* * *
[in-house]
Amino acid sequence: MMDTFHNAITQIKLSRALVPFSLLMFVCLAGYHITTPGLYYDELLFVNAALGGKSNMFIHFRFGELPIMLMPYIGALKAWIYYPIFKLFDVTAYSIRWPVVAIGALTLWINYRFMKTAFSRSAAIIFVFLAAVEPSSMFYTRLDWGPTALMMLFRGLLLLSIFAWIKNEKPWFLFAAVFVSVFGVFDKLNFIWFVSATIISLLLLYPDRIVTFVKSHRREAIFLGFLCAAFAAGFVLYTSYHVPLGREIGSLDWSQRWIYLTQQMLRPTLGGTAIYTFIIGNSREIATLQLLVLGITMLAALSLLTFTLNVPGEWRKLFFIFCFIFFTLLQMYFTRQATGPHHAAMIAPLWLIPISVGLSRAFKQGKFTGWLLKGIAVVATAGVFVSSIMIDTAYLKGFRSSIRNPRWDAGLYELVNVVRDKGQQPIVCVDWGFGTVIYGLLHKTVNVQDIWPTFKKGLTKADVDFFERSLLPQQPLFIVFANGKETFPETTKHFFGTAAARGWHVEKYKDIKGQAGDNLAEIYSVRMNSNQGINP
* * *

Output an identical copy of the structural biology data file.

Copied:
[in-house]
Amino acid sequence: MMDTFHNAITQIKLSRALVPFSLLMFVCLAGYHITTPGLYYDELLFVNAALGGKSNMFIHFRFGELPIMLMPYIGALKAWIYYPIFKLFDVTAYSIRWPVVAIGALTLWINYRFMKTAFSRSAAIIFVFLAAVEPSSMFYTRLDWGPTALMMLFRGLLLLSIFAWIKNEKPWFLFAAVFVSVFGVFDKLNFIWFVSATIISLLLLYPDRIVTFVKSHRREAIFLGFLCAAFAAGFVLYTSYHVPLGREIGSLDWSQRWIYLTQQMLRPTLGGTAIYTFIIGNSREIATLQLLVLGITMLAALSLLTFTLNVPGEWRKLFFIFCFIFFTLLQMYFTRQATGPHHAAMIAPLWLIPISVGLSRAFKQGKFTGWLLKGIAVVATAGVFVSSIMIDTAYLKGFRSSIRNPRWDAGLYELVNVVRDKGQQPIVCVDWGFGTVIYGLLHKTVNVQDIWPTFKKGLTKADVDFFERSLLPQQPLFIVFANGKETFPETTKHFFGTAAARGWHVEKYKDIKGQAGDNLAEIYSVRMNSNQGINP